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How to Find the Number of Active Projects at Any Given Point in Time

This analytics problem is a rite of passage – we all eventually get asked it. And it usually goes to a tune like this:

“I have a list of projects with start and end dates. I want to know at any given time, how many projects are active.”

(Btw the TL;DR for this is actually this great video by my TIL colleague Andre)

In this case, we looking for how many orders are being prepared for shipment at any given date?

Here’s my viz.

Using Superstore, the data you’re given looks something like this.

And visually represented, we know that these projects all overlap on March 16 2016.

But how can we express this as a line chart? i.e. not at a given point in time, but how many over time?

For such a simple question, it actually has a rather complex (but easy to implement!) solution. It requires a product join.

The difficulty with this easy to ask question is that …how can Tableau plot data for a datapoint that effectively doesn’t exist? That is, when we look at the data, March 16 only occurs 3 times.

So as smart as Tableau is, it does not know that all the orders in the list are in preparation mode, just like the other 3. (Well Tableau CAN know, but lets put densification aside for another day).

Step 1: Prepare your Data

Given this train of thought, that means we need to give each entry (order ID/employee/project/whatever your flavor of granularity) every date we want to compare against.

And since we want to be able to compare against any date, we are going to multiply each entry 365 times for 365 dates.  This will pad out the underlying dates and give the data structure we need to make this work!

That means you’ll need a dataset with dates you want to see in 1 column and a dummy variable in another. I’ve very creatively called mine “One”.

Then you’ll have to add the dummy variable to your original dataset. In this case, I added a “1” running a straight column down the Superstore data.

 

Set it as an inner join in Tableau

Almost there!

Step 2: Create Your Date Filter

.. then put this filter on columns.

Step 3: Start to create your view!

Put date from your dummy dataset on columns and add the count distinct of your chosen dimension on rows.

In mine, I get something like this.

 

Other resources I’ve used to get to this method include this great video by my colleague Andre and of course, the great Bethany Lyon’s talk on Cross Database Joins at TC16.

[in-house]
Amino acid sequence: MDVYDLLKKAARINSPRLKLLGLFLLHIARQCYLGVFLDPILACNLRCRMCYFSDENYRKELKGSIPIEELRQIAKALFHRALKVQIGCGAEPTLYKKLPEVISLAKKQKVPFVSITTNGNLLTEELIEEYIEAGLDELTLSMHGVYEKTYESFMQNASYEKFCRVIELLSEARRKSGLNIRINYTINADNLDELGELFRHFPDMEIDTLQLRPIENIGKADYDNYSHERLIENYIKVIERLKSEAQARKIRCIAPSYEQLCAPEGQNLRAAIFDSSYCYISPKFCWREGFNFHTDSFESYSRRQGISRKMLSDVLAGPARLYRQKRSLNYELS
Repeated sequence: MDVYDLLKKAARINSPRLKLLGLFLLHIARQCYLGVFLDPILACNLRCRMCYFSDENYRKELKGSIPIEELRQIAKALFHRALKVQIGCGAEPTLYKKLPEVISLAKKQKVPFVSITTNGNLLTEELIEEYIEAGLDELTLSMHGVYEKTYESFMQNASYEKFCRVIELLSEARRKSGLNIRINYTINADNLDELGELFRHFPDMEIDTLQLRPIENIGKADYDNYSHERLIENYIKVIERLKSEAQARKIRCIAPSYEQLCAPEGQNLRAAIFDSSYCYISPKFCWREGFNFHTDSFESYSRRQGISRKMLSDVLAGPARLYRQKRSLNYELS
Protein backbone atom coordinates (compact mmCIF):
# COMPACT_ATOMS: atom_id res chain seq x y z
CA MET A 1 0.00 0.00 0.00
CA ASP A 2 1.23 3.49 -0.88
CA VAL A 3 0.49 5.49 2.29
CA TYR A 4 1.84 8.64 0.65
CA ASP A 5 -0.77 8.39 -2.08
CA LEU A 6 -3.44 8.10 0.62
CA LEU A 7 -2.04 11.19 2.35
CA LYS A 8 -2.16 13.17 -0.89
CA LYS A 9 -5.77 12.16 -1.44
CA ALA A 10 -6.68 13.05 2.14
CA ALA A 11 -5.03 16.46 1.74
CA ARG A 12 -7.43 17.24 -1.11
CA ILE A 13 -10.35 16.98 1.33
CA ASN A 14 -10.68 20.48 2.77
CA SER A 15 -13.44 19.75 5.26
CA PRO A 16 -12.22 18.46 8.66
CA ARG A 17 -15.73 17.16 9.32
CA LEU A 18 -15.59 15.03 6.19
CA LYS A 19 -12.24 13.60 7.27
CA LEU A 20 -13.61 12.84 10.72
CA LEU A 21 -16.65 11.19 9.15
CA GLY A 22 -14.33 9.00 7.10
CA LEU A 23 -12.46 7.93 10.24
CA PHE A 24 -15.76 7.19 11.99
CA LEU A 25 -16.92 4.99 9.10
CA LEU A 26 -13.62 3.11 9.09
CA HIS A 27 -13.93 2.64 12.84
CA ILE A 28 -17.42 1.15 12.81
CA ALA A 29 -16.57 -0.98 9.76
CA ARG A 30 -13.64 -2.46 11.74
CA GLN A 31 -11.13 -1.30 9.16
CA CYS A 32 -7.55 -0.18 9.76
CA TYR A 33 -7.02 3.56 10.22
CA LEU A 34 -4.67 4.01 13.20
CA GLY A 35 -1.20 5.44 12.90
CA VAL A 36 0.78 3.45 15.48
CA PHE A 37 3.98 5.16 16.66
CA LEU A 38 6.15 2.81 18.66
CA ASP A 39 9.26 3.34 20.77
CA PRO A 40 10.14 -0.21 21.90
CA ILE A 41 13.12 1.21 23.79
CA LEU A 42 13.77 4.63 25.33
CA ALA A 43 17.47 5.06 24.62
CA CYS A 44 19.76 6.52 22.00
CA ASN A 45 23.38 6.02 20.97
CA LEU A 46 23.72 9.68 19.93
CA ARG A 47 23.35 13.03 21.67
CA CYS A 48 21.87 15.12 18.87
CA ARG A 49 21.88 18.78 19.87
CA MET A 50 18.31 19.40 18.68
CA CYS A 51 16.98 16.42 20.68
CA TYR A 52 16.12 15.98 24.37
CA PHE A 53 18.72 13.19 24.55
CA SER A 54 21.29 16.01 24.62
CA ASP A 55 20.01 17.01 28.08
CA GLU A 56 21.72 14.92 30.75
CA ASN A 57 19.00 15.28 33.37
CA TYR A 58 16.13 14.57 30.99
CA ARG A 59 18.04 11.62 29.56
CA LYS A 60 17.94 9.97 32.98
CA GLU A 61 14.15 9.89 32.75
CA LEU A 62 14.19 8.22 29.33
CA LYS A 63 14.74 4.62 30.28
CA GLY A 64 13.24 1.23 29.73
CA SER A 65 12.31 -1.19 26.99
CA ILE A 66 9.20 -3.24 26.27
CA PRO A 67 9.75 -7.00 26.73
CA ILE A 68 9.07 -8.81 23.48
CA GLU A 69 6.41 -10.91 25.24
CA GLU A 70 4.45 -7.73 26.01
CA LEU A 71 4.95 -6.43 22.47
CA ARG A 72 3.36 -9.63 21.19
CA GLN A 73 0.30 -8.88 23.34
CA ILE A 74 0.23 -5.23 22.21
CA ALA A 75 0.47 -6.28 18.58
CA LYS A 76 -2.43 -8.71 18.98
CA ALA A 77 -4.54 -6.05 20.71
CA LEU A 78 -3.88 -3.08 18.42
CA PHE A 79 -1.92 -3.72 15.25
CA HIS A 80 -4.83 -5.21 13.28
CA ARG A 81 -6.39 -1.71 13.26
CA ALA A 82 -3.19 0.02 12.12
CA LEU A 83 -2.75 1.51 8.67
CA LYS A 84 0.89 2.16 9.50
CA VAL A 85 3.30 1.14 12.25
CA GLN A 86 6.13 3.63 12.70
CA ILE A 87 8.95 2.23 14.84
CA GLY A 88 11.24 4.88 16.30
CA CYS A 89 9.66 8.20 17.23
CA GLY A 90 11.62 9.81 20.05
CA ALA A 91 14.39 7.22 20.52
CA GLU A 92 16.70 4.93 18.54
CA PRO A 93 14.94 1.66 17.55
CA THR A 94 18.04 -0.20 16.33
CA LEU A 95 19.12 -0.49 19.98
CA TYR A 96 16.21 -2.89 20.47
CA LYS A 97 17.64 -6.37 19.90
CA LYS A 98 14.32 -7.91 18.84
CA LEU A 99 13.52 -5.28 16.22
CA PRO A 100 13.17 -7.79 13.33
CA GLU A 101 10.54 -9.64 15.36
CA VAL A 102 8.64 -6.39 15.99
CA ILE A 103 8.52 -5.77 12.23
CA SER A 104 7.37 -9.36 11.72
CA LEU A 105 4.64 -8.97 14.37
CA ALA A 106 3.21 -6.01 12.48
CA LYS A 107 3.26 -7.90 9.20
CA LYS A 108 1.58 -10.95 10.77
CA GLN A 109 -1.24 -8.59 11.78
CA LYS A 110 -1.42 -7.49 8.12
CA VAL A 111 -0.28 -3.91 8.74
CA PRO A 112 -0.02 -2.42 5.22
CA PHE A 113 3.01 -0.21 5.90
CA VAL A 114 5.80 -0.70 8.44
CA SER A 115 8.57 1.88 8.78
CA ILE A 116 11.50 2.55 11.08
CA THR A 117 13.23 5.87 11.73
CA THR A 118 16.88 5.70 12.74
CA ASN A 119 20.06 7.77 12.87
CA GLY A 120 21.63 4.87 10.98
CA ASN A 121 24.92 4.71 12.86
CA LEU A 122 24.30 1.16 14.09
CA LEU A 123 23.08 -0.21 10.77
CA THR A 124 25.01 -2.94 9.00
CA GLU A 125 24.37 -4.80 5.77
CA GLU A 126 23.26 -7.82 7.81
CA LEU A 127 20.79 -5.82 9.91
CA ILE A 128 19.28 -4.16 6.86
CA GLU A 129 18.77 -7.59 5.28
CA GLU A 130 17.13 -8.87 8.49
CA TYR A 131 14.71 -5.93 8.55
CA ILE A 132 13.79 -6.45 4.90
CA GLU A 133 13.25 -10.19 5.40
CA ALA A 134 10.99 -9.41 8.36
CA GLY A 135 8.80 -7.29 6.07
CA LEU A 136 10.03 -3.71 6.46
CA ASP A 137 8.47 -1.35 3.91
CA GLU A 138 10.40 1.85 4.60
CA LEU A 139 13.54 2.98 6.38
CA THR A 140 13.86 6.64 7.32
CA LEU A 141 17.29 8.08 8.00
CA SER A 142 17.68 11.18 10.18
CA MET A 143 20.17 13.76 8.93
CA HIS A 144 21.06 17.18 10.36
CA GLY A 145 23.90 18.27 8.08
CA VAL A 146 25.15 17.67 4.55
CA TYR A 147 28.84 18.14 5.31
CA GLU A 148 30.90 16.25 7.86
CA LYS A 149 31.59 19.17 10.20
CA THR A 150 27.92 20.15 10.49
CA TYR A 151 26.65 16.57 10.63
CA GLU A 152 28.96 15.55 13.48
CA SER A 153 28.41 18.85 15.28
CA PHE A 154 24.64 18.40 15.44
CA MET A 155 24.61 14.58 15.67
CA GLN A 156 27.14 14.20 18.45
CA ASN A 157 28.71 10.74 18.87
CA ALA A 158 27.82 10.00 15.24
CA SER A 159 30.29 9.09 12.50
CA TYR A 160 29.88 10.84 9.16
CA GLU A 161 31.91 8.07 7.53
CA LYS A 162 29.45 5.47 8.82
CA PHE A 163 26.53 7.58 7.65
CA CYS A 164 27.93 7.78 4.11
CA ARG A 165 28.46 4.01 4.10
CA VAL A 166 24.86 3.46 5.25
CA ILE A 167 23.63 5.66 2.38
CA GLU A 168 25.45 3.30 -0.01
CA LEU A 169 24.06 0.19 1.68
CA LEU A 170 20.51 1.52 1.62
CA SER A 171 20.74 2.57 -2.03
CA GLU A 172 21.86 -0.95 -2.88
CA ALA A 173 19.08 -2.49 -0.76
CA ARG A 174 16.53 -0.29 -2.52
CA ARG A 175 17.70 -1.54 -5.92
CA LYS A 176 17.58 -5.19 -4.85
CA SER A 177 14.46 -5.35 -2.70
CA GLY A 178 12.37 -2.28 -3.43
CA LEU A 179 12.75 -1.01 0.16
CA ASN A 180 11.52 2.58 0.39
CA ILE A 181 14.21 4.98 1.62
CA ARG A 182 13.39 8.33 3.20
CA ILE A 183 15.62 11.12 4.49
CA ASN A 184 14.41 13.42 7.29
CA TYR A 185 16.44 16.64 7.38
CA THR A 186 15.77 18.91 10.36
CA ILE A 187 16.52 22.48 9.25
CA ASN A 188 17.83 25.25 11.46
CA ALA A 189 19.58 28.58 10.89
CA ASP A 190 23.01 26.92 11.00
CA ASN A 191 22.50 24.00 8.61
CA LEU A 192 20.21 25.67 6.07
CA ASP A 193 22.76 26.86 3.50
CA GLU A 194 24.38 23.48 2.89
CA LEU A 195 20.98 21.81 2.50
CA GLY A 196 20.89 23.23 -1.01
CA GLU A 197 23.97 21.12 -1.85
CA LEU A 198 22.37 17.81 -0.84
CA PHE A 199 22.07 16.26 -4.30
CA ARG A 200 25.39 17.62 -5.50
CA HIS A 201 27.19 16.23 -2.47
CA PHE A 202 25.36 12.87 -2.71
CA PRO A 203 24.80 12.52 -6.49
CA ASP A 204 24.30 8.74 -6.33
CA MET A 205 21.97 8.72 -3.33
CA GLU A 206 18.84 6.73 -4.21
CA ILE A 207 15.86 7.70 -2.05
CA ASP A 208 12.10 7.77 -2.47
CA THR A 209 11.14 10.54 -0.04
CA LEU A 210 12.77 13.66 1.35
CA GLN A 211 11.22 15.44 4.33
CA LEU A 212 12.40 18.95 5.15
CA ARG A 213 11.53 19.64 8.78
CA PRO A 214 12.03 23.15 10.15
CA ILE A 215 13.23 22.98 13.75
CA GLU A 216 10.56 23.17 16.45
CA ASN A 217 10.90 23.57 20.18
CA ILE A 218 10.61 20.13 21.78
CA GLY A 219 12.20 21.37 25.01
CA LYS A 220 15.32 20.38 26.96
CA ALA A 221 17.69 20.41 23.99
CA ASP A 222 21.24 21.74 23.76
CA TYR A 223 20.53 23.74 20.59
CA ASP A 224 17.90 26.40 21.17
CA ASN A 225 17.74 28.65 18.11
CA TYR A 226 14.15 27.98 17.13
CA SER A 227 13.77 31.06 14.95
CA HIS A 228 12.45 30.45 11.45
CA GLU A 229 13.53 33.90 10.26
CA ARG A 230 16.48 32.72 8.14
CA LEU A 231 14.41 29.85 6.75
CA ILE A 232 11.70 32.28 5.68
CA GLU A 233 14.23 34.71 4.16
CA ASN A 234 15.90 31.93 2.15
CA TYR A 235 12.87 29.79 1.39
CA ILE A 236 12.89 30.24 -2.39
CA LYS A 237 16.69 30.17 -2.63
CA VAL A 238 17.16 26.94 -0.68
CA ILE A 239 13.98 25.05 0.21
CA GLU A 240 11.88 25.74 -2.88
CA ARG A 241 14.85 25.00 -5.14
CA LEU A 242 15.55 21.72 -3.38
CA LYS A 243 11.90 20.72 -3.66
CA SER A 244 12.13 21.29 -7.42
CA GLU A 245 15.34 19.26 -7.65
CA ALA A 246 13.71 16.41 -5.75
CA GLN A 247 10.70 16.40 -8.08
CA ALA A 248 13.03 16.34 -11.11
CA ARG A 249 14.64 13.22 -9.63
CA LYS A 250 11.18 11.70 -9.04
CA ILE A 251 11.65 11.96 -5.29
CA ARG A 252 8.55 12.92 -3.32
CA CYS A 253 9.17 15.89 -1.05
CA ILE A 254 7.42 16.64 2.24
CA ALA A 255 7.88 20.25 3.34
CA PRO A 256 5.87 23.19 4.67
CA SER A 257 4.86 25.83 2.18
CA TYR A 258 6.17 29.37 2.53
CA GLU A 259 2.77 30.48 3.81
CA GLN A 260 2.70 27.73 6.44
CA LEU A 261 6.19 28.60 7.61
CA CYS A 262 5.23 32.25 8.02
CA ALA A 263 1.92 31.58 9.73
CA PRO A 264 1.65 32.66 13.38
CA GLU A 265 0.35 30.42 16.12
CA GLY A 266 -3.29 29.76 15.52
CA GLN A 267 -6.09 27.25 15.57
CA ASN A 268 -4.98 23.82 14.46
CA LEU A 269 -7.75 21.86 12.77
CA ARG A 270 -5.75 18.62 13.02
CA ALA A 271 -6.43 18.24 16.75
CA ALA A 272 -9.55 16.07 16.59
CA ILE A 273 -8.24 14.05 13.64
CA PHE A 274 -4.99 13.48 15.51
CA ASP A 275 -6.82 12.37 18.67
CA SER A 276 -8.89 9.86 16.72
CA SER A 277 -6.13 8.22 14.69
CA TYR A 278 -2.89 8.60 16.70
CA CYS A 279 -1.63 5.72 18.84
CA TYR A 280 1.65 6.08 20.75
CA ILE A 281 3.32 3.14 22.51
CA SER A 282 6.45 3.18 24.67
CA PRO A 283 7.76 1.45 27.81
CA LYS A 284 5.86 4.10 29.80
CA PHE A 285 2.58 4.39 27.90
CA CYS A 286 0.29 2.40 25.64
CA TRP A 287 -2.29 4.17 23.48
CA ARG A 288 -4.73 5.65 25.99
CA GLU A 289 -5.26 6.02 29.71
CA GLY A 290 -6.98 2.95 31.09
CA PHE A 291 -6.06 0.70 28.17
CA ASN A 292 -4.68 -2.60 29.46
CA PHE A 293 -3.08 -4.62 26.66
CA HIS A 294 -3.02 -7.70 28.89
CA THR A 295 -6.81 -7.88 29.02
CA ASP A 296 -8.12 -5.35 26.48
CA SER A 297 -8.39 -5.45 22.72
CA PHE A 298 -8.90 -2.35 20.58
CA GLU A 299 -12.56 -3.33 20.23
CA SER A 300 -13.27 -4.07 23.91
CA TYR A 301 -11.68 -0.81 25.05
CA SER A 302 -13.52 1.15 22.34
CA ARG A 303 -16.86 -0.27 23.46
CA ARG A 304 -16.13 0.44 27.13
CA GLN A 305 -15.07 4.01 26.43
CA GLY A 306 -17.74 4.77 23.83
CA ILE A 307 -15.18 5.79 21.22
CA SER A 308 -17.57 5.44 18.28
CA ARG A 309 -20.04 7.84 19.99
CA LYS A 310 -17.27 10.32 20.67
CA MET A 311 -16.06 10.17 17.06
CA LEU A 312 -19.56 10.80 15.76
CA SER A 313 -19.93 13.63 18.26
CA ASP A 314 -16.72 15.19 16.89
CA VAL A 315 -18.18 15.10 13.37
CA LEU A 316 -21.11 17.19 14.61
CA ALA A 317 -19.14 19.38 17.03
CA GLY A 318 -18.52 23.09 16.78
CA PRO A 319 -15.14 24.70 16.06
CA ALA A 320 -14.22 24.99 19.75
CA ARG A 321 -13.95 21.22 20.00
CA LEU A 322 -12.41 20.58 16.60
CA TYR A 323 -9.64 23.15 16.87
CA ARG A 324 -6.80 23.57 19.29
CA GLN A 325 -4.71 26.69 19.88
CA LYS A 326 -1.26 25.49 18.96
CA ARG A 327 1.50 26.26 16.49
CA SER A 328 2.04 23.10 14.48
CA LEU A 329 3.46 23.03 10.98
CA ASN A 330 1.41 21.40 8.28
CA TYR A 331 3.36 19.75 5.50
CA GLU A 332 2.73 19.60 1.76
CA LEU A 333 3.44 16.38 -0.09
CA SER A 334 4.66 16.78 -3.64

Happy Vizzing!~

 

 

 

 

 

 

How to Analyze Year over Year Performance at the Weekday level

When I worked in industry, everyday I reported sales performance at the day level and compare its results against the same weekday the previous year.

“If we had a bad YoY comparison, did we have a big promotion the same day last year? Or if not, which categories did better or worse?”

To add to the complexity, the business had a regular promotional week where new pricing would update every Friday. So comparing Jan 6, 2017 (a Friday with new prices and promotional tactics) against Jan 6, 2016 (a Wednesday) was not helpful!

Its an excellent way to look at the business tactically, and get some actionable insights quickly. And luckily it’s really easy to do in Tableau!

Step 1: Find the same weekday last year

 

Step 2: Add the same datasource again

Here, I’ve added Superstore again through the other menu since it was giving me grief through the “Saved data sources” pane. This way, I can just simply navigate to the dataset sitting under “My Tableau Repository”

 

Step 3: Configure the blend through the Edit Relationships

Here we specify that we want the “Day/Month/Year” of Order Date and Order Date in the Previous Year to match, as well as the product subcategory. This is how we’ll be able to see which subcategories had new or declines in sales between the years.

 

 

Step 4: Validate your data post Edit Relationships

Put [Order Date] and [Order Date LY] from the same data source (the first one we pulled in) on rows and [Sales] from the same datasource on Text.

Then put [Sales] from your secondary datasource on the marks pane to create the following table.

In the view below, I’ve already renamed it to be [Sales LY] in the secondary datasource. But remember that its only because I’ve got my edit relationships set up and I’m using this as a secondary datasource that it will render sales this way. Otherwise, it will not retrieve sales from last year,

 

Want to check to see if its pulling in the right value? Just scroll up [Order Date] and check if its referencing the right sales amount. Here – the $732 in sales match!

 

Step 5: Create your Year Over Year Calculation

 

Then see what it looks like against time..

 

I find this view (while computationally correct) too messy and variable to garner any insight.

I find it much more useful when I filter the view to the last 10 days. Even better when I conditionally color it against if its done better or worse than last year!

 

 

Step 6: Build a dual axis bar chart  with [Sales] on 1 axis and [Sales LY] on the other.

 

Final Thoughts

In the last view, I’ve already got it filtering by a particular day, but I can easily attribute which categories I made gains in, and which ones I wasn’t able to produce better results compared to last year. Maybe the promotional tactic wasn’t as good, maybe there were extenuating factors.  But its great to know isn’t it?

 

Hope this will be helpful for you!

 

 

 

 

 

 

Viz Club – BBQs and Drinking Fountains in Melbourne

Viz Club is Back!

We revived Viz Club after interest on Twitter (and since Eva Murray and Carsten Weidmann were in town!). I was running late that day and unbeknownst to me, everyone else at Viz Club that day.. had no idea how it worked.